Phone tapping was the subject of People’s Union for Civil Liberties v. Union of India (1997). The Supreme Court ruled that telephone calls are often of a private nature, and that whether the right to privacy can be asserted or has been infringed in a particular case is dependent on the specifics of the case.

The right to privacy was unmistakably raised to the status of a constitutional right in a recent landmark ruling, K.S.Puttaswamy v. Union of India 2015, which will therefore remain part of the Golden Trinity of Article 14 (Right to Equality), Article 19 (Right to Freedom), and Article 21 (Right to Privacy) (Right to Life and personal liberty). In this verdict, the previous rulings of M.P.Sharma and Kharak Singh are also reversed.

Way Forward

The Indian legislature shall recognize the following main elements of the right to privacy before enacting privacy legislation:

  1. A legislation should be enacted to provide adequate safeguards from unreasonable and unequal activity by private and government agencies. The bill will make it illegal to use new technologies to violate people’s privacy rights and personal information.
  2. Relevant medical data must be secured and this information may be misused. Without the consent of the people concerned, such data cannot be obtained and then sold to researchers in the field of biomedical science.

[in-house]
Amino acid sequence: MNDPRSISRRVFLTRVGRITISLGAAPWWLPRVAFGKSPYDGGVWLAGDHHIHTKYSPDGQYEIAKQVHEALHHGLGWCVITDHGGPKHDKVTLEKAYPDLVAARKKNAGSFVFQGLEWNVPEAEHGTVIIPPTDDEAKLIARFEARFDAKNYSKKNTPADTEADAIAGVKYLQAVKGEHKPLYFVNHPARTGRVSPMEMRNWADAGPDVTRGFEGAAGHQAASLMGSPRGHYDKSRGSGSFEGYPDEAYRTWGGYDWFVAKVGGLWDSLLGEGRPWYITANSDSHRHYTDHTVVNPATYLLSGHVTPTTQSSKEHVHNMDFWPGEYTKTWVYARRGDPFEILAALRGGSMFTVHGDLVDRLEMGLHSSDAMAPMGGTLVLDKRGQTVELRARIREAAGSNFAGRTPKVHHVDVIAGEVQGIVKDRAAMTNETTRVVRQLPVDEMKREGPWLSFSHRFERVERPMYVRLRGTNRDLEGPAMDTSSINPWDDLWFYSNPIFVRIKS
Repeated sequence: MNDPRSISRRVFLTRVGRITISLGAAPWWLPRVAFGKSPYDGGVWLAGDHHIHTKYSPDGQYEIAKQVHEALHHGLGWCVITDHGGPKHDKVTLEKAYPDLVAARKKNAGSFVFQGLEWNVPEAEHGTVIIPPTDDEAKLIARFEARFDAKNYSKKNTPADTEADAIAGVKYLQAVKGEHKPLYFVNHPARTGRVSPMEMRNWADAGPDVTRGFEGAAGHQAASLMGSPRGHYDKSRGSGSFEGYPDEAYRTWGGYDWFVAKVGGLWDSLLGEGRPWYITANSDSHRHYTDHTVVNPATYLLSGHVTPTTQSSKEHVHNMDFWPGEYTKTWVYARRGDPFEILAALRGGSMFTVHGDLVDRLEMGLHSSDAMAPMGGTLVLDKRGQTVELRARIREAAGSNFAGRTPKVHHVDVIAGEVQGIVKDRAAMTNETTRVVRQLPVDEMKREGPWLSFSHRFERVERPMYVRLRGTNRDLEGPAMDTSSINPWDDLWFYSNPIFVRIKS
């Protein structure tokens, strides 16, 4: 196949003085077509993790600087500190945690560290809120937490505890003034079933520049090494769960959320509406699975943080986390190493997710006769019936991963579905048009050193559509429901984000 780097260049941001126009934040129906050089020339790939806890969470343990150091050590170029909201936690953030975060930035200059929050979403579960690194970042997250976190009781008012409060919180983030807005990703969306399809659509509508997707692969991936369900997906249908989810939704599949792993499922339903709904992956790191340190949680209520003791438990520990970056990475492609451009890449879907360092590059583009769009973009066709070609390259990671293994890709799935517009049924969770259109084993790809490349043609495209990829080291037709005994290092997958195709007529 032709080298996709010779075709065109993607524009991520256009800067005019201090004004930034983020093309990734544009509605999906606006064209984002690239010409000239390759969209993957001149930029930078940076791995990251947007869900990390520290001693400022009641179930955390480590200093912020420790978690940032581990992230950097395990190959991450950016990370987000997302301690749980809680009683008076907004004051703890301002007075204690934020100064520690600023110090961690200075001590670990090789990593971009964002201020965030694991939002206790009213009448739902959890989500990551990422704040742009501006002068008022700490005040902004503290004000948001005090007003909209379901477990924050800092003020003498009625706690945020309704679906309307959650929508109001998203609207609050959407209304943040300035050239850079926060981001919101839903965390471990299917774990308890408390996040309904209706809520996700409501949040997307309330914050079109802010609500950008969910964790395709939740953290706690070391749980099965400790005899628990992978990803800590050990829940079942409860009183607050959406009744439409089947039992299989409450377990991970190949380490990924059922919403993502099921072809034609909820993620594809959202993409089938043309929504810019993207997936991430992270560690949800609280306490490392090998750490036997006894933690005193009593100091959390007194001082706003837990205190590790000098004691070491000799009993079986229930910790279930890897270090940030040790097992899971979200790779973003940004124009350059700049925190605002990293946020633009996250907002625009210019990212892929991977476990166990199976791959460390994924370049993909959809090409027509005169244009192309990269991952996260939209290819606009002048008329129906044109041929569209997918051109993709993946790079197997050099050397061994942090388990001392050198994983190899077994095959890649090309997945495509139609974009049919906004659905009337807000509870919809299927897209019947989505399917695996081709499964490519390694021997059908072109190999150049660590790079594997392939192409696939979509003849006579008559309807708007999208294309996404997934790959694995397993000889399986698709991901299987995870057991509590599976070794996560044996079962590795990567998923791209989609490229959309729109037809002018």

3. Person financial records must also be safeguarded from any abuse. The high number of fraud cases necessitates the implementation of special guidelines in this area. Unless the legal process is followed, individual financial data cannot be exchanged with banks and financial firms without the parties’ information and consent. Misuse of personal financial information can have a significant effect on the rate of increase in such crimes such as kidnapping and extortion.
  4. Excessive electronic surveillance of employees by their bosses is another major issue that requires robust regulation to address.


With the exponential advancement of technology in recent years, it has been more important than ever to ensure that the right to privacy is adequately secured. Since social networking has been so ubiquitous throughout our lives, it is important that everyone’s right to privacy be safeguarded. This privilege has gained much more meaning after the Supreme Court recognized it as a fundamental right.

Although privacy, like all fundamental rights, should be protected in all aspects, it is often subject to reasonable restrictions that the government may impose in some situations.

Author: Tanya Godre from NMIMS, Mumbai.